The cold chain – constituted by pre-cooling, refrigerated storage, and refrigerated transport –  is one of the pillars of the postharvest handling chain. It is considered to be the backbone of any postharvest industry (developed or developing) and an essential set of technologies for reducing food losses. Despite this, the cold chain is still weak or non-existent in some countries. According to the World Cold Chain Summit, only about 10 percent of perishable foods are refrigerated worldwide.

While global cold chain capacity is still low, there is encouraging news as well. Cold chain infrastructure has increased significantly in recent years. The Global Cold Chain Alliance estimates a 250% increase in global capacity over the past ten years – from 248 million cubic meters in 2008 to approximately 616 million cubic meters in 2018.

It is estimated that the cold chain had a compound annual growth rate (CAGR) of around 8.7% during that ten-year period, and it is anticipated that the cold chain will grow at a compounded annual growth rate (CAGR) of 13.9%  by 2020. However, much of this growth has occurred in developed countries or a relatively limited number of larger developing countries: in developing regions the cold chain is fragmented or in some cases nonexistent.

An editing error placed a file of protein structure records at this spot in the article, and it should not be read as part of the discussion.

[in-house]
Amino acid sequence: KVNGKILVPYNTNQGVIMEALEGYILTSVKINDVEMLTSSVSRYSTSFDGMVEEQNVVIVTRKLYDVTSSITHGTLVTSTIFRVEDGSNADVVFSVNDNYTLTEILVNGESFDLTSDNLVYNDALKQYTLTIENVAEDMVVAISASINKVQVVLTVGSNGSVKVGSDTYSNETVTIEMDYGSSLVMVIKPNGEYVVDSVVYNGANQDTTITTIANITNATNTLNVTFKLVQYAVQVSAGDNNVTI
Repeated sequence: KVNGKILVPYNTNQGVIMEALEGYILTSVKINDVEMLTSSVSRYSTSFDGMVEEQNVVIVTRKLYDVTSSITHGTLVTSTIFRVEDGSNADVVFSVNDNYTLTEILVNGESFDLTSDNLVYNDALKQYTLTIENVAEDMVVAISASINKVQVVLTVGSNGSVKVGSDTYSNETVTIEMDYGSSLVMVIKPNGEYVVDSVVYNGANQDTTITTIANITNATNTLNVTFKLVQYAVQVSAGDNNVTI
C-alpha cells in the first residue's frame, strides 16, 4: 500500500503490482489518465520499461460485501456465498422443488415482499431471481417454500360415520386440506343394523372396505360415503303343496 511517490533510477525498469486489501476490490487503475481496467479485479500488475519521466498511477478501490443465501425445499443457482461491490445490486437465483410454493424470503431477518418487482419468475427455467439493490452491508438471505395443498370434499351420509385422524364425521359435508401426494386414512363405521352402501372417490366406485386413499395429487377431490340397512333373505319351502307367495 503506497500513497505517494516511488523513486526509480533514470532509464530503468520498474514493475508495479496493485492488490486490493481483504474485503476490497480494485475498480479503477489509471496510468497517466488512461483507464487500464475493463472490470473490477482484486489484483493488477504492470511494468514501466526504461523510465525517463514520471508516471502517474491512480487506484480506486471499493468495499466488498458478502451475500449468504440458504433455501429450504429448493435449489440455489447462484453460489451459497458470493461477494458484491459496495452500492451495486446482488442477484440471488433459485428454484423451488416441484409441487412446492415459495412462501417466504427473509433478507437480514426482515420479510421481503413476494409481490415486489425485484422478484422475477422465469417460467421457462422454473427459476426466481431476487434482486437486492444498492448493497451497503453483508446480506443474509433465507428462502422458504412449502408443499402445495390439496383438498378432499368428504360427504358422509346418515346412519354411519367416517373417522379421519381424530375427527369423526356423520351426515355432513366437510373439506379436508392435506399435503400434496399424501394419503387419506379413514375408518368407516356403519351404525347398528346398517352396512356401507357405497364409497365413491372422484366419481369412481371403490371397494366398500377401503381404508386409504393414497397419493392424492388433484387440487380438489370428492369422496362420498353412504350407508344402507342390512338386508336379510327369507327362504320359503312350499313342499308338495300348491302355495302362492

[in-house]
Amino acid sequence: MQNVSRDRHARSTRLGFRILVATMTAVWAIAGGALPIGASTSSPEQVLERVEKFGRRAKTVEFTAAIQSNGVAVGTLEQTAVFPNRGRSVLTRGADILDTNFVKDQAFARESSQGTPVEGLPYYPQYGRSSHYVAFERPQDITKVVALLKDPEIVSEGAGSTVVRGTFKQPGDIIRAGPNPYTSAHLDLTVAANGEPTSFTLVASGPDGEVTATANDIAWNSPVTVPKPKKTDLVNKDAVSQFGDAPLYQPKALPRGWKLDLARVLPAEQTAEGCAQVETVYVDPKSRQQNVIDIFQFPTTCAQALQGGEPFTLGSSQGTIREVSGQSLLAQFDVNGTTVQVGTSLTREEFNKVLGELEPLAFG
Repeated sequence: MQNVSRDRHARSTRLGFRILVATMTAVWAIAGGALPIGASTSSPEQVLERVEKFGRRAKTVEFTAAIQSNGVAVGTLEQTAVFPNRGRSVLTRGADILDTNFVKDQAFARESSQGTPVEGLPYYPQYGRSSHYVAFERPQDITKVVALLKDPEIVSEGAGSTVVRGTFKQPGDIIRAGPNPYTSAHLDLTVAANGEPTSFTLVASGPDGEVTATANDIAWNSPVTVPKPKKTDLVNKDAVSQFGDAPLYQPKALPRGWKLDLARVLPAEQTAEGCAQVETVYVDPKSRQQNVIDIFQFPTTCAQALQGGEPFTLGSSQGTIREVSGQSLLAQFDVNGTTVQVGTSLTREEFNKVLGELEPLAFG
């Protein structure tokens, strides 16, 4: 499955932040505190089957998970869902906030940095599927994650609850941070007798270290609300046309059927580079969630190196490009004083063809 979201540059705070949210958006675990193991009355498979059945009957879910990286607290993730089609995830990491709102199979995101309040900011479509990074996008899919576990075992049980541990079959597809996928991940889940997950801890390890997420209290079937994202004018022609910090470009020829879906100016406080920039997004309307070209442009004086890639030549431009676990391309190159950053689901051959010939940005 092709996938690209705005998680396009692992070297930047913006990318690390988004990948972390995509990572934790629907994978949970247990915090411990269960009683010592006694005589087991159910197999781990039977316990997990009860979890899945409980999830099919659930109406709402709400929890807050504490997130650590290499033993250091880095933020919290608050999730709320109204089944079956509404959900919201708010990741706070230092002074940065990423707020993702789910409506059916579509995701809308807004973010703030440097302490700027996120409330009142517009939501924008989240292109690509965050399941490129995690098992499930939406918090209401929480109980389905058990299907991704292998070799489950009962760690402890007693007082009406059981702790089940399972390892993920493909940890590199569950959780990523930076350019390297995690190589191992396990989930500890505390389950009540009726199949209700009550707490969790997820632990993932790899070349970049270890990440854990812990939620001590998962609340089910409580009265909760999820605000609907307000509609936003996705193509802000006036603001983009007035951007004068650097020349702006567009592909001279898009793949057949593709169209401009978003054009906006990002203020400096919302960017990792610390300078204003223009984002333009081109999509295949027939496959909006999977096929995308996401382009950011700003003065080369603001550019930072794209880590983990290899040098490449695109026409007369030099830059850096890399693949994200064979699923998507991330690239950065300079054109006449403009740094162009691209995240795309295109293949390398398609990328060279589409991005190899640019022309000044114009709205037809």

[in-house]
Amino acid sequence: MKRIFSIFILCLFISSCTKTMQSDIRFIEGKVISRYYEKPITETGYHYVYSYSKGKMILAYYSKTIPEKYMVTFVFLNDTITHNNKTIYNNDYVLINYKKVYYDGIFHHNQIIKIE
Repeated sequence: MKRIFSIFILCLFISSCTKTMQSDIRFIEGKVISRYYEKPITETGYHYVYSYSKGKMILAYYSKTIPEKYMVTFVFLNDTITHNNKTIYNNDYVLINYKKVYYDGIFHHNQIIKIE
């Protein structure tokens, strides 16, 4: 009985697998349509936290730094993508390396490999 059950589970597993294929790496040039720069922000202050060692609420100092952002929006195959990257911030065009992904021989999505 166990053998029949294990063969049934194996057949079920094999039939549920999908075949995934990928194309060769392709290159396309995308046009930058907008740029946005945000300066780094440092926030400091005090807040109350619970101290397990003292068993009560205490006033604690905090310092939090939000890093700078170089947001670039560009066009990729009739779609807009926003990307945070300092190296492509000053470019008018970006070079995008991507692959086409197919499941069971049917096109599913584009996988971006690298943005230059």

The global growth of the cold chain is due to many reasons, such as: increased consumer demand for higher quality and safe produce; a major increase in the trade of perishable foods; a major increase in concerns about health and health-related problems that can be prevented or reduced by refrigeration; and increases in the market share of grocery sales by modern supermarkets globally. This growth suggests also a worldwide trend towards increasing capacity driven by a greater reliance on the cold chain to meet growing trade and consumption rates of perishable products.